A few years ago I was the type of person to buy a planner then try to plan their day out minute by minute or hour by hour. I’m sure many of you are the same way. We all know what this planner looks like and the structure of having activities planned out in time intervals throughout the day. For many people this works but I never seemed to find it beneficial for me as the time constraints I placed never seemed to work out as I planned. I was searching for a new way to not only schedule my day, but to remain effective and efficient at accomplishing specific tasks.
One Consultant’s Advice
While I was thinking about this problem I came across a short magazine article. I don’t remember specific details such as names, the company, or even the magazine name but I remember the principle it taught. The story was about an executive at large corporation who was looking for ways to increase his efficiency throughout the day so he brought in a consultant of some type. He explained to the consultant his goals and need for a system of planning and recording his tasks throughout the day that would increase his efficiency. The consultant then told him to simply think about what tasks needed to accomplish the next day then right them all down in a list. After the list was made, the consultant then told the executive to prioritize the list putting a “1” next to the most important down to the least important. This was the plan for the next day with the instruction to simply cross items off the list when they were finished and not start the next activity until all the previous were finished. If any were left unfinished at the end of day they became the first items for the next day’s list.
To the executive this idea seemed too simple to actually be effective but agreed to give it a try. The consultant was literally in the executive’s office for 5 minutes. As the consultant left the executive asked how much he owed for his time. The consultant simply responded, “I’ll come back in three days and you tell me what you thought this advice was worth.” Such the agreement was made.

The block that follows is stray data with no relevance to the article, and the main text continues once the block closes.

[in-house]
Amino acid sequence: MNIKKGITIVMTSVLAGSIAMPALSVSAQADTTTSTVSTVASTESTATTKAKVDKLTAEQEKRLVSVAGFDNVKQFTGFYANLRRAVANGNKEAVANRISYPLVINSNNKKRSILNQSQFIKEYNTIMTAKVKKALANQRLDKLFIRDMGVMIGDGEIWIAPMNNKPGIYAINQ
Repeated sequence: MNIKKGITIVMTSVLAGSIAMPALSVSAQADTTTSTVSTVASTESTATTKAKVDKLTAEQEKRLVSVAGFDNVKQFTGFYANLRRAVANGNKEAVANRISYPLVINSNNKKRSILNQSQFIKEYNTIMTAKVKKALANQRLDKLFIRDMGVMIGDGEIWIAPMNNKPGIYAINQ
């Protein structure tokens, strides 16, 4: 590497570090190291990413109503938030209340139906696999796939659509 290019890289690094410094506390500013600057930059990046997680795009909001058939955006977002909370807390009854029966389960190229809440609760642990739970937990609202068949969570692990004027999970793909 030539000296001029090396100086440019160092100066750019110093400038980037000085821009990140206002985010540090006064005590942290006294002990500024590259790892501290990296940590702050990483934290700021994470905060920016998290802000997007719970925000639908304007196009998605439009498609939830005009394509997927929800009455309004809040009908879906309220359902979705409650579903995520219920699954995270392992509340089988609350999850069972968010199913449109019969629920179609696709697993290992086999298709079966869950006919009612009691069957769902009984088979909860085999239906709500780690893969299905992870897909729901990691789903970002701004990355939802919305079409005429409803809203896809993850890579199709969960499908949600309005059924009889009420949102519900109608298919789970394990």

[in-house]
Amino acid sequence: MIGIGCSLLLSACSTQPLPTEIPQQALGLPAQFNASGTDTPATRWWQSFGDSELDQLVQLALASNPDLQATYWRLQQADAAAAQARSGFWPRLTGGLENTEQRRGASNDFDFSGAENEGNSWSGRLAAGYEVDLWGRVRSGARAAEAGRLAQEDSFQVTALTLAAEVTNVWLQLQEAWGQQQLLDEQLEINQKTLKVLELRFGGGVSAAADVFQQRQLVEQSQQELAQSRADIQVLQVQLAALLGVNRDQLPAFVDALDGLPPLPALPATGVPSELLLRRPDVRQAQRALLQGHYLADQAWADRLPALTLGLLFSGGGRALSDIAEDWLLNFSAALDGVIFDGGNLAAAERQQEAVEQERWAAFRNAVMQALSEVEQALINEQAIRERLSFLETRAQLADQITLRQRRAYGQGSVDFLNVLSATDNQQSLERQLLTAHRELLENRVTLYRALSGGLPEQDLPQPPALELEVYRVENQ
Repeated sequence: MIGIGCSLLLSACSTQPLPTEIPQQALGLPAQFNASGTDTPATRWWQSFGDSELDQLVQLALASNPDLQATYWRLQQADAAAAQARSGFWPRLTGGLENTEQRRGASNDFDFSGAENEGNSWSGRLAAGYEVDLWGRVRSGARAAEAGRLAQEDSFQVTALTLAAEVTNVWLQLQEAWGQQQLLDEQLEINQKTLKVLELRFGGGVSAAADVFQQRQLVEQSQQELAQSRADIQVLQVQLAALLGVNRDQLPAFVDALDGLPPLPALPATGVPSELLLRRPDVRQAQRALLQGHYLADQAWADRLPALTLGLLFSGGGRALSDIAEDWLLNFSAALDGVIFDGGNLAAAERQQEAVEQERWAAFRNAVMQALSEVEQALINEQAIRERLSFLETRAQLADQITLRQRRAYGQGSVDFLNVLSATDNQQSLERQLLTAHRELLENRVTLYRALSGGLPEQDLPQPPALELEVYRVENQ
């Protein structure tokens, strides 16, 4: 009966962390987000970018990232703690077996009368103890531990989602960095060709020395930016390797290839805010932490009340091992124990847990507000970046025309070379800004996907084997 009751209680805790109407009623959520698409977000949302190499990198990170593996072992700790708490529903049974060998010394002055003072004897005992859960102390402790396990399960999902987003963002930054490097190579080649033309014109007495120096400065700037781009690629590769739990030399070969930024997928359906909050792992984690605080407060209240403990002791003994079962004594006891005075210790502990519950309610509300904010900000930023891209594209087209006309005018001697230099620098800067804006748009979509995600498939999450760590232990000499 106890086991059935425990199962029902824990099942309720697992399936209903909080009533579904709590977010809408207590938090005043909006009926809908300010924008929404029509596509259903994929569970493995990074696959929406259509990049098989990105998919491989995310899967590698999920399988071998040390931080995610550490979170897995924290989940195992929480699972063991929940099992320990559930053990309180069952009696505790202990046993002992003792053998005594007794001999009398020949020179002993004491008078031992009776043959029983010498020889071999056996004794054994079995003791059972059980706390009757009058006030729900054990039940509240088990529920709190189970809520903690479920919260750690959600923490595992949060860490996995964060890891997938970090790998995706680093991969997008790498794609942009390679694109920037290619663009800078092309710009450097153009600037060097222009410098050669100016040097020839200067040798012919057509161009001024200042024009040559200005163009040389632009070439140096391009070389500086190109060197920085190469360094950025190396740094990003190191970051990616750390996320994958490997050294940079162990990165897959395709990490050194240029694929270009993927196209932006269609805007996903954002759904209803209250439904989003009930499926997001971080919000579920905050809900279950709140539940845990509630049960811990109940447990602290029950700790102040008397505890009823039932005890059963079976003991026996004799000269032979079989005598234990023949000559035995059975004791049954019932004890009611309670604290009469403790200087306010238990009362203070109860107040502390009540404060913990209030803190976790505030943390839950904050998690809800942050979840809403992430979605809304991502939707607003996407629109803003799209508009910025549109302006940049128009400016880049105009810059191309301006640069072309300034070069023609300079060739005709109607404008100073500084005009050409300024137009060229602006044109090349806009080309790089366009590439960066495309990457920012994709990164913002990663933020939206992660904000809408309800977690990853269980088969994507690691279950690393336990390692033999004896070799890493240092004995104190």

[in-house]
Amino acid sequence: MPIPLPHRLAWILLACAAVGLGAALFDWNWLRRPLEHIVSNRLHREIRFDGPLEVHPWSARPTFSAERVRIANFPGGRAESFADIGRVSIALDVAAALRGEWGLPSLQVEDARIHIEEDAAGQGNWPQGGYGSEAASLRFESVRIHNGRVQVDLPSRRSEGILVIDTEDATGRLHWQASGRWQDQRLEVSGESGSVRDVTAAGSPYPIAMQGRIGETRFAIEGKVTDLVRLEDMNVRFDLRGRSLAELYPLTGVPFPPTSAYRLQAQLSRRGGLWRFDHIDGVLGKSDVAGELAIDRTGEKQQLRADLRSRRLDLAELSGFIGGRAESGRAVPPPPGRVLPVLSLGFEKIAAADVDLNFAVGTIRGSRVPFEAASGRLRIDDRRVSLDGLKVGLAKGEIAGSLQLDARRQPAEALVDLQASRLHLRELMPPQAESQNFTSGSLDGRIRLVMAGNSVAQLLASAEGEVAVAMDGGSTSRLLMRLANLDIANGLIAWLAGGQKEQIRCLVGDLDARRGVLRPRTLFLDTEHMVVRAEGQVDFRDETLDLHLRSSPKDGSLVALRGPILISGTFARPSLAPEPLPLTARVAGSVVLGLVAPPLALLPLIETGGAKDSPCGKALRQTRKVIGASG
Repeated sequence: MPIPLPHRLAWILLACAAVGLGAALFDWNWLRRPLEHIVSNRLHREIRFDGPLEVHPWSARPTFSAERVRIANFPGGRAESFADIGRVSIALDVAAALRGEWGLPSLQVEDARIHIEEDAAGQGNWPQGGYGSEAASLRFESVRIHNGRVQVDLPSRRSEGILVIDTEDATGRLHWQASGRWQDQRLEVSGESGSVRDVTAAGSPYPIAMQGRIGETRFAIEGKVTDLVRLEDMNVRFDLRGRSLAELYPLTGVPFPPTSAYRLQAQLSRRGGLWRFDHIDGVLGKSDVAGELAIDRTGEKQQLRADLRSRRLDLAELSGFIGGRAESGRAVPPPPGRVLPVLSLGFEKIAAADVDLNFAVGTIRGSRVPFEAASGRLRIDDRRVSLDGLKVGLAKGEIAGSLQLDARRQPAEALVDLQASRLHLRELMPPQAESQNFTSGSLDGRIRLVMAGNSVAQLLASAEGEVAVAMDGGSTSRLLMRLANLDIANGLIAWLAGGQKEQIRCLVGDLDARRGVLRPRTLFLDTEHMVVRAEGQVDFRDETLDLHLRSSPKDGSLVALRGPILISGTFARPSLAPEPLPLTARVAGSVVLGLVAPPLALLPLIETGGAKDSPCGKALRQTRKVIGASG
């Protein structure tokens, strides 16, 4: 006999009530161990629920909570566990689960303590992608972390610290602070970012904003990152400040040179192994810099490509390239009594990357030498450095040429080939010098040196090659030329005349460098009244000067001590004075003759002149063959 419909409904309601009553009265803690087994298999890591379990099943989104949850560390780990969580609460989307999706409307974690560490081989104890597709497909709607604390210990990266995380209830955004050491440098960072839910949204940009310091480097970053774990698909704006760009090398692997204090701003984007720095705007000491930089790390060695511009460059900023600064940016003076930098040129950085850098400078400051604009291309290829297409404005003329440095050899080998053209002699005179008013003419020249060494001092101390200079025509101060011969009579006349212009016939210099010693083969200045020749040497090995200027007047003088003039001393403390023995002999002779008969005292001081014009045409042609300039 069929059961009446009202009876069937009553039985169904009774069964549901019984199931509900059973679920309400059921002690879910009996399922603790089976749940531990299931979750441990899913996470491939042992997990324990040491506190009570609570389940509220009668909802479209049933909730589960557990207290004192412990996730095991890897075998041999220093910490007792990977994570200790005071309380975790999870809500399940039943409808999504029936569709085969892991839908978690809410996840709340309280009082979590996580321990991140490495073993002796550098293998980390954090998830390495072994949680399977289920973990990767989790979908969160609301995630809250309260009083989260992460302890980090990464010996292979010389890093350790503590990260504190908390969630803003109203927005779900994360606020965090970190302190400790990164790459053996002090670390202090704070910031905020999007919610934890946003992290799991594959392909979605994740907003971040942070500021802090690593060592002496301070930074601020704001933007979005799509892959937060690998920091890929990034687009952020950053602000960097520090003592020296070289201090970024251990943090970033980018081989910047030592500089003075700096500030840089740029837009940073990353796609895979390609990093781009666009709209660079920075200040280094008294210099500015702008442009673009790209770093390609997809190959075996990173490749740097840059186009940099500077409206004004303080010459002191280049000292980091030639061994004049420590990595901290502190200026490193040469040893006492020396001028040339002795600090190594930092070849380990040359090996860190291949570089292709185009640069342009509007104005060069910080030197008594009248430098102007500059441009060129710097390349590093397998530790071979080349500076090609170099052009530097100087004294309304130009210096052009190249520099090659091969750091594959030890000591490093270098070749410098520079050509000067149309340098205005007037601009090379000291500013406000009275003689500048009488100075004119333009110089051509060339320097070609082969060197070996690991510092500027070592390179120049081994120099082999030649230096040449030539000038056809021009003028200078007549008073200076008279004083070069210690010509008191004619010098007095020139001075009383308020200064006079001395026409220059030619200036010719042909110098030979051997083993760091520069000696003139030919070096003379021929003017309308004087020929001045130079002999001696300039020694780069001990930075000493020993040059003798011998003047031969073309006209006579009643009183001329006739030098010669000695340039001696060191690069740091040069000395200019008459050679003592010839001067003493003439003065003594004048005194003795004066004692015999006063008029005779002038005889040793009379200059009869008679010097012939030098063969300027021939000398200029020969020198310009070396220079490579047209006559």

The consultant returned three days later and the executive had cut him a check for $10,000 claiming that is how much money he had earned by his increased productivity over the course of the previous two days. Not bad for five minutes of work.
So Simple It Worked
I was astounded by this story after reading it for many reasons. First, $10,000 seemed like a lot of money for five minutes and the idea seemed too easy. Needless to say, I gave it a try. Each night I began making lists of 5-10 things I wanted done during the day then prioritizing them, leaving extra items to become the top of the list for the following day. It worked wonders for me and I no longer felt constrained by my schedule.
A few benefits I saw from this approach were:
• Increased flexibility and quality
• Less self-imposed stress from time
• Not rushing when there was no need to rush
• Prioritization of projects
• The ability to focus on one thing at a time
Over time I found that even though I wasn’t multi-tasking at much, my productivity increased and more projects were
getting done throughout the day. In today’s world we become so distracted by all the tasks that we can do, distracted by emails/texts, and distracted by all possible external outlets. These lists allowed me to manage these outlets and distractions more effectively while not following a rigid schedule.
Give this simple approach a try if you looking to increase your daily productivity. Each person is different but it worked for me, and may work for you.